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County aims to restrict reiki practitioners

Published February 5, 2014 3:32 pm

Proposal would limit locations where 'spiritual healing' can occur.
This is an archived article that was published on sltrib.com in 2014, and information in the article may be outdated. It is provided only for personal research purposes and may not be reprinted.

Salt Lake County is looking to make it more difficult for prostitutes to masquerade as reiki practitioners in the unincorporated area.

The planning and development office is drafting an ordinance that would restrict reiki to intensive commercial zones, sharply reducing the number of places where it can be practiced.

The draft ordinance also would require a reiki practitioner to obtain an expensive — $1,300 — conditional-use permit from a local-planning commission, which also is authorized to set rules for the facility, including limiting hours of operation.

"An applicant would have to come to a public meeting and describe what they're going to be doing," planning director Rolen Yoshinaga told Salt Lake County Council members Tuesday. "It forces it out into the light of day."

With roots in Japanese culture, reiki involves a trained practitioner holding her or his hands above a subject's body to generate spiritual healing.

County District Attorney Sim Gill emphasized that "this is not an indictment of the reiki industry as a whole. Many practitioners are valid. But there are some individuals who may want to use the legitimacy of a [reiki] front to cover for illegal purposes."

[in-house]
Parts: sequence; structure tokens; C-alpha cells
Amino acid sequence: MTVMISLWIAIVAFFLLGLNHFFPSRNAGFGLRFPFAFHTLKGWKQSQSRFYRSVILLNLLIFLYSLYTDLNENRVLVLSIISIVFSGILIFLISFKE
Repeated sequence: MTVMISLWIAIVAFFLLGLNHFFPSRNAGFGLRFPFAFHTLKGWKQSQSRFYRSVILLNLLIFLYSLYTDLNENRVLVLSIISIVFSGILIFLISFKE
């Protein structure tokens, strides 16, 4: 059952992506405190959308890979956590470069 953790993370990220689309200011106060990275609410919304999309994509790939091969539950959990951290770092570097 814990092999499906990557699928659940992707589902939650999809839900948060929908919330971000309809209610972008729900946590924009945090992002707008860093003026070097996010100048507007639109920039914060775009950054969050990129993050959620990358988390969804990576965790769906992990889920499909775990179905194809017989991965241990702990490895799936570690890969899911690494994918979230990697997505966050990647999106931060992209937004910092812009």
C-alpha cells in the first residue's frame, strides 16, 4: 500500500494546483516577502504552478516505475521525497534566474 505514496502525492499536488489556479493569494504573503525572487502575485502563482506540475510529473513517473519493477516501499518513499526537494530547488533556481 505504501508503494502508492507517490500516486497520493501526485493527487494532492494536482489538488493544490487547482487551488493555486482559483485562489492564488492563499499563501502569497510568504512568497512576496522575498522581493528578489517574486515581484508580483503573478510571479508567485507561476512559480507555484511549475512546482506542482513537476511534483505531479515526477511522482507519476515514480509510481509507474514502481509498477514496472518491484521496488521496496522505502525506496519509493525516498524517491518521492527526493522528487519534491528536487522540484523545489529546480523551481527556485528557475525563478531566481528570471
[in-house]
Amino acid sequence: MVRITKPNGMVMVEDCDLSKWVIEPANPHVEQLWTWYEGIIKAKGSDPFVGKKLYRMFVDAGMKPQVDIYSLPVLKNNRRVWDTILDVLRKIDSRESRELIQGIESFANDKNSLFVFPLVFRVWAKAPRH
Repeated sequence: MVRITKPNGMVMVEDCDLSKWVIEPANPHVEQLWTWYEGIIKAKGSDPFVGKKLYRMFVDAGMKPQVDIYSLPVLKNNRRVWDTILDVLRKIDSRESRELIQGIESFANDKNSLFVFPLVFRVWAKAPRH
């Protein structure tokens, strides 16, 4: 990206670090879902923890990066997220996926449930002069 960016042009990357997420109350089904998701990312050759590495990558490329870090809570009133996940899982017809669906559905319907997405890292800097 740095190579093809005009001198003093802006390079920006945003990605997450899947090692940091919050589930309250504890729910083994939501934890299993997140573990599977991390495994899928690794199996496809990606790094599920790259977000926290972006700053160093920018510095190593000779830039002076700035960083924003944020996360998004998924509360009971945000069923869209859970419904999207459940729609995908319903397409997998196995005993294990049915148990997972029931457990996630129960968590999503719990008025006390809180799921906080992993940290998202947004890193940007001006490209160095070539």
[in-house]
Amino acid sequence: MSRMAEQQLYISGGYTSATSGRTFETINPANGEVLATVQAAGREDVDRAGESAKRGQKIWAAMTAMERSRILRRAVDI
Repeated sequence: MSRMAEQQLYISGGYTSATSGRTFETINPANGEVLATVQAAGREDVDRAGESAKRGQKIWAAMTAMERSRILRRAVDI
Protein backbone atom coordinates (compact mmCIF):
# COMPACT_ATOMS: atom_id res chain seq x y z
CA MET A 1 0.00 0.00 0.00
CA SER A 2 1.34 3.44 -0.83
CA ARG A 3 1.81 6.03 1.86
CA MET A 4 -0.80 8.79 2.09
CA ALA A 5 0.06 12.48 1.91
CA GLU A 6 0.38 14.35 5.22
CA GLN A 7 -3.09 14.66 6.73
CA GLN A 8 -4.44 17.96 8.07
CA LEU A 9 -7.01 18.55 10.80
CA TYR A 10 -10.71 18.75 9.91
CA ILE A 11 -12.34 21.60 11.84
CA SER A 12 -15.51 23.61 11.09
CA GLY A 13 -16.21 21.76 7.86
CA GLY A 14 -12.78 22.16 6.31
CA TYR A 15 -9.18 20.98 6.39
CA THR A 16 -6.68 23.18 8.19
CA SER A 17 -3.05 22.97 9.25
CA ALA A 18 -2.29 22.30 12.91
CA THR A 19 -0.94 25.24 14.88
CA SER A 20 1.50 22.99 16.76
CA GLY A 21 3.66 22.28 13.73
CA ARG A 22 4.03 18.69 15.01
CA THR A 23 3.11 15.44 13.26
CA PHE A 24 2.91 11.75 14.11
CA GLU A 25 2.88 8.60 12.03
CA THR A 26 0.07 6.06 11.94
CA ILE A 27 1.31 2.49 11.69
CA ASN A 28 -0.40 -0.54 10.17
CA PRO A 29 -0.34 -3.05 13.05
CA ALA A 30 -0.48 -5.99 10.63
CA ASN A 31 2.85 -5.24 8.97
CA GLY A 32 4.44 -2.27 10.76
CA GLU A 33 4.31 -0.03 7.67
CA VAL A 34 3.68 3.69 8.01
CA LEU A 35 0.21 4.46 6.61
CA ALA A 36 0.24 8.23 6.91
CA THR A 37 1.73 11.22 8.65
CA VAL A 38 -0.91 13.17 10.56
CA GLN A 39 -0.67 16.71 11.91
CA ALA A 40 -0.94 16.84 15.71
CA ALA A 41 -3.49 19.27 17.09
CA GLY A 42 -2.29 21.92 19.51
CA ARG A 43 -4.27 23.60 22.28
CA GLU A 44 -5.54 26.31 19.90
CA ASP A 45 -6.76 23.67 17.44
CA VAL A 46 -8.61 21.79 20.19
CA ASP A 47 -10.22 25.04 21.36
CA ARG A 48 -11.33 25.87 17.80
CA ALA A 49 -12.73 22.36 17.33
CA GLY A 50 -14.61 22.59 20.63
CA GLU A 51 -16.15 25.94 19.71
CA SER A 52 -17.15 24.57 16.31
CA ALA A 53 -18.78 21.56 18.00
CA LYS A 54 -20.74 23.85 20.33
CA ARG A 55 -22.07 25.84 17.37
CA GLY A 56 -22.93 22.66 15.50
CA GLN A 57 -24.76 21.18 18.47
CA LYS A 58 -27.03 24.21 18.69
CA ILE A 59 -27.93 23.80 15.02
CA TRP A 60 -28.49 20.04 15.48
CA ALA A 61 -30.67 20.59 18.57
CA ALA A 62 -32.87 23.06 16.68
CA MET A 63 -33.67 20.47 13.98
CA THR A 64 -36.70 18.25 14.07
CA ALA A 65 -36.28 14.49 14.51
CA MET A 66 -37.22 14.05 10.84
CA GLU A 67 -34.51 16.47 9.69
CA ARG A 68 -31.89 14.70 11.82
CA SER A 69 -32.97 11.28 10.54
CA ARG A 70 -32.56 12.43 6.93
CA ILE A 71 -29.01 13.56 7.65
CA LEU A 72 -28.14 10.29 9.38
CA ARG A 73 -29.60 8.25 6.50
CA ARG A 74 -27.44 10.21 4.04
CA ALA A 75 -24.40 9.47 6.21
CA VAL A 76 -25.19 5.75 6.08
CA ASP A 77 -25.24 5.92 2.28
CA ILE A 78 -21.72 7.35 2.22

In August, undercover Unified Police Department officers busted a spa in Millcreek for allegedly offering sexual favors to customers. Eight months earlier, a crackdown on two massage parlors known as "Rico Reiki" resulted in four men and one woman being charged with human trafficking and other felonies.

Efforts to contact reiki practitioners Tuesday evening were unsuccessful.

mikeg@sltrib.com —

Annexation dispute

A seven-member boundary commission is in place to direct the next stage of the disputed annexation of the Olympus Hills neighborhood into Holladay.

The commission's composition was finalized Tuesday when former Salt Lake County Councilman Joe Hatch, former South Jordan Mayor Scott Osborne and former Draper Mayor Darrell Smith accepted invitations to participate.

They join Salt Lake County's two representatives on the boundary commission — Councilman Jim Bradley and County Treasurer Wayne Cushing — and two delegates from the valley's cities — Cottonwood Heights Mayor Kelvyn Cullimore and Sandy Mayor Tom Dolan.

The boundary commission now will put together a request for a proposal for a consultant to study a number of issues detailed in state law, including the proposed annexation's impact on Holladay City, the Olympus Hills neighborhood and the rest of the unincorporated area.

A lack of information about the overall effects of the annexation was a main reason cited Jan. 21 by the County Council in protesting the annexation of the area between 2700 East and Interstate 215 from 3900 South to 4500 South into Holladay.

Last fall, annexation proponents obtained more than the required number of signatures needed to move the area and its 3,600 residents into Holladay.




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